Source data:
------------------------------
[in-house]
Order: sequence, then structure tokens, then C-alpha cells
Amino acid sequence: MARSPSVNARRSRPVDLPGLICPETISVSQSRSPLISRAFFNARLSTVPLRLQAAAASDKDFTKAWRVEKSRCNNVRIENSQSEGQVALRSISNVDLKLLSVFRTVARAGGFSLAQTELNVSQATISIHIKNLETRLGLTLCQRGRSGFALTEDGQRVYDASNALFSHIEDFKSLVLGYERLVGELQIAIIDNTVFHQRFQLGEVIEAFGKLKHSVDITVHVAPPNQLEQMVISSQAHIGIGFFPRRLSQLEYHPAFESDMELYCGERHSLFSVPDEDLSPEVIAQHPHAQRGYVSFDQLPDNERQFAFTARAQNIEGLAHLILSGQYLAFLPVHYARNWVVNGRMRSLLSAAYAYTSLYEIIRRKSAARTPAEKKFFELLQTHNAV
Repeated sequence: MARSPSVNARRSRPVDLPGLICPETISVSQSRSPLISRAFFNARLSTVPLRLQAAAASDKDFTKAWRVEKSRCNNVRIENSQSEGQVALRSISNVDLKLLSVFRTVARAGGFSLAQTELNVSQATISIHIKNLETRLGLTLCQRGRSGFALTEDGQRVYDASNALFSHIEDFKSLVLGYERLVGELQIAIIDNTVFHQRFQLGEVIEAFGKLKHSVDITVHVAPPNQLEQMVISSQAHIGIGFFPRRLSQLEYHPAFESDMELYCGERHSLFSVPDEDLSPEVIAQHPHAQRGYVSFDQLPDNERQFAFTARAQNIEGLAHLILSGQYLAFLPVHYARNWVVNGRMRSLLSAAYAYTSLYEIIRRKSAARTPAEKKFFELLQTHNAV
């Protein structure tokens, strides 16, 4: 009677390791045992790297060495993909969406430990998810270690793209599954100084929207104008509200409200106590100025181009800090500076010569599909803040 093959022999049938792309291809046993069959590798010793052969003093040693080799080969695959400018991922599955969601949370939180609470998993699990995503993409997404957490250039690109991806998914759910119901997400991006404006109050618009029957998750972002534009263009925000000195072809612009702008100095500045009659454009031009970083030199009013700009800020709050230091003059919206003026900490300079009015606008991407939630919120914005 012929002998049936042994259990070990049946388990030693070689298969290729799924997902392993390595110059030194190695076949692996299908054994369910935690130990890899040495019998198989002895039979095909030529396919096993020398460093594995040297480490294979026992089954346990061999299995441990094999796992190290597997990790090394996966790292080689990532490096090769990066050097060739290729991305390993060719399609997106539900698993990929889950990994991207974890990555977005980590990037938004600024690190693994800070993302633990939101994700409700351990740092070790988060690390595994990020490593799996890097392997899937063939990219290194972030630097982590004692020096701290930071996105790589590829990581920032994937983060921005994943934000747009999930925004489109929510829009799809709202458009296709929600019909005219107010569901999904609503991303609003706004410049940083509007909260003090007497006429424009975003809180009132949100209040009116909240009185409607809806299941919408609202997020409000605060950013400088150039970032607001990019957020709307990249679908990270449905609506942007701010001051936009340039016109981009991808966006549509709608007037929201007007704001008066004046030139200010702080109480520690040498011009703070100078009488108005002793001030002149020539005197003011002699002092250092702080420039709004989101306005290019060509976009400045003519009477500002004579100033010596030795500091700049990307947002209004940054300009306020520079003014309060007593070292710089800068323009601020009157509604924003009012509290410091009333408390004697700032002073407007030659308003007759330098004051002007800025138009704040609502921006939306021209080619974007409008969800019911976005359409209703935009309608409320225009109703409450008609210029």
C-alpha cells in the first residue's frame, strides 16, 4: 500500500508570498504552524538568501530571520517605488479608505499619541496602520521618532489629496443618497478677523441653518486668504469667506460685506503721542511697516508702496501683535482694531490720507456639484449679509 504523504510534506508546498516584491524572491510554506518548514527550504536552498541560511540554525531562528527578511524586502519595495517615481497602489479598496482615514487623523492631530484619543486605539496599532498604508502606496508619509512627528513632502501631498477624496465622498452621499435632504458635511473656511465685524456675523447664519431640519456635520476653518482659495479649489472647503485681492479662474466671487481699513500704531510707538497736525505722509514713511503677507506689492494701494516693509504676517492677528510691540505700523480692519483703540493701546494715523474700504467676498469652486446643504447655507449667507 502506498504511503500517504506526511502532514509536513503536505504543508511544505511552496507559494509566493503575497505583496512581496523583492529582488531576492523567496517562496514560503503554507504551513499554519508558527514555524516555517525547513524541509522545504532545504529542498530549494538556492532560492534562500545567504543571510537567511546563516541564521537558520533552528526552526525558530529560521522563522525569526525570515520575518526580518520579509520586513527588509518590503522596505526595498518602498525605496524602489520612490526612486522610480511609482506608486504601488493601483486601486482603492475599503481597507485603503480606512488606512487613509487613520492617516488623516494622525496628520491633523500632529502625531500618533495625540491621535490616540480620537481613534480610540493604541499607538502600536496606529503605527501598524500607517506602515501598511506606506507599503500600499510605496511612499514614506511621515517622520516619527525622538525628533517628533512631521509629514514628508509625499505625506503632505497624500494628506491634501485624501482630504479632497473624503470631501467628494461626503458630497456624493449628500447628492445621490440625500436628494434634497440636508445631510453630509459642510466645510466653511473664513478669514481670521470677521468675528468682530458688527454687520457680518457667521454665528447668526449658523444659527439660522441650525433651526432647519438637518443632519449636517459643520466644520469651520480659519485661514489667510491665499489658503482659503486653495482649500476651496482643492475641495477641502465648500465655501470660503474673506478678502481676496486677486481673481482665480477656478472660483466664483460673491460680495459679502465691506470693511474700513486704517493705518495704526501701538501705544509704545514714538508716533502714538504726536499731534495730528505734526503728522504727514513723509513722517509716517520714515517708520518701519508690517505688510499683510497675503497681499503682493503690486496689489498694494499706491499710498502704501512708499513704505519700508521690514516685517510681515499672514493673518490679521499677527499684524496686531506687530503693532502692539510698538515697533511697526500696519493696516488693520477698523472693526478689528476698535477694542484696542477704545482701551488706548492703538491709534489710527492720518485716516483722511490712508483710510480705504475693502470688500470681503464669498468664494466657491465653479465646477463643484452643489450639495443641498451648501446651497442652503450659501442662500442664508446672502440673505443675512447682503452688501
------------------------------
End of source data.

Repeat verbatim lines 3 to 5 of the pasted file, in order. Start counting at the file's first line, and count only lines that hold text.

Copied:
Amino acid sequence: MARSPSVNARRSRPVDLPGLICPETISVSQSRSPLISRAFFNARLSTVPLRLQAAAASDKDFTKAWRVEKSRCNNVRIENSQSEGQVALRSISNVDLKLLSVFRTVARAGGFSLAQTELNVSQATISIHIKNLETRLGLTLCQRGRSGFALTEDGQRVYDASNALFSHIEDFKSLVLGYERLVGELQIAIIDNTVFHQRFQLGEVIEAFGKLKHSVDITVHVAPPNQLEQMVISSQAHIGIGFFPRRLSQLEYHPAFESDMELYCGERHSLFSVPDEDLSPEVIAQHPHAQRGYVSFDQLPDNERQFAFTARAQNIEGLAHLILSGQYLAFLPVHYARNWVVNGRMRSLLSAAYAYTSLYEIIRRKSAARTPAEKKFFELLQTHNAV
Repeated sequence: MARSPSVNARRSRPVDLPGLICPETISVSQSRSPLISRAFFNARLSTVPLRLQAAAASDKDFTKAWRVEKSRCNNVRIENSQSEGQVALRSISNVDLKLLSVFRTVARAGGFSLAQTELNVSQATISIHIKNLETRLGLTLCQRGRSGFALTEDGQRVYDASNALFSHIEDFKSLVLGYERLVGELQIAIIDNTVFHQRFQLGEVIEAFGKLKHSVDITVHVAPPNQLEQMVISSQAHIGIGFFPRRLSQLEYHPAFESDMELYCGERHSLFSVPDEDLSPEVIAQHPHAQRGYVSFDQLPDNERQFAFTARAQNIEGLAHLILSGQYLAFLPVHYARNWVVNGRMRSLLSAAYAYTSLYEIIRRKSAARTPAEKKFFELLQTHNAV
């Protein structure tokens, strides 16, 4: 009677390791045992790297060495993909969406430990998810270690793209599954100084929207104008509200409200106590100025181009800090500076010569599909803040 093959022999049938792309291809046993069959590798010793052969003093040693080799080969695959400018991922599955969601949370939180609470998993699990995503993409997404957490250039690109991806998914759910119901997400991006404006109050618009029957998750972002534009263009925000000195072809612009702008100095500045009659454009031009970083030199009013700009800020709050230091003059919206003026900490300079009015606008991407939630919120914005 012929002998049936042994259990070990049946388990030693070689298969290729799924997902392993390595110059030194190695076949692996299908054994369910935690130990890899040495019998198989002895039979095909030529396919096993020398460093594995040297480490294979026992089954346990061999299995441990094999796992190290597997990790090394996966790292080689990532490096090769990066050097060739290729991305390993060719399609997106539900698993990929889950990994991207974890990555977005980590990037938004600024690190693994800070993302633990939101994700409700351990740092070790988060690390595994990020490593799996890097392997899937063939990219290194972030630097982590004692020096701290930071996105790589590829990581920032994937983060921005994943934000747009999930925004489109929510829009799809709202458009296709929600019909005219107010569901999904609503991303609003706004410049940083509007909260003090007497006429424009975003809180009132949100209040009116909240009185409607809806299941919408609202997020409000605060950013400088150039970032607001990019957020709307990249679908990270449905609506942007701010001051936009340039016109981009991808966006549509709608007037929201007007704001008066004046030139200010702080109480520690040498011009703070100078009488108005002793001030002149020539005197003011002699002092250092702080420039709004989101306005290019060509976009400045003519009477500002004579100033010596030795500091700049990307947002209004940054300009306020520079003014309060007593070292710089800068323009601020009157509604924003009012509290410091009333408390004697700032002073407007030659308003007759330098004051002007800025138009704040609502921006939306021209080619974007409008969800019911976005359409209703935009309608409320225009109703409450008609210029």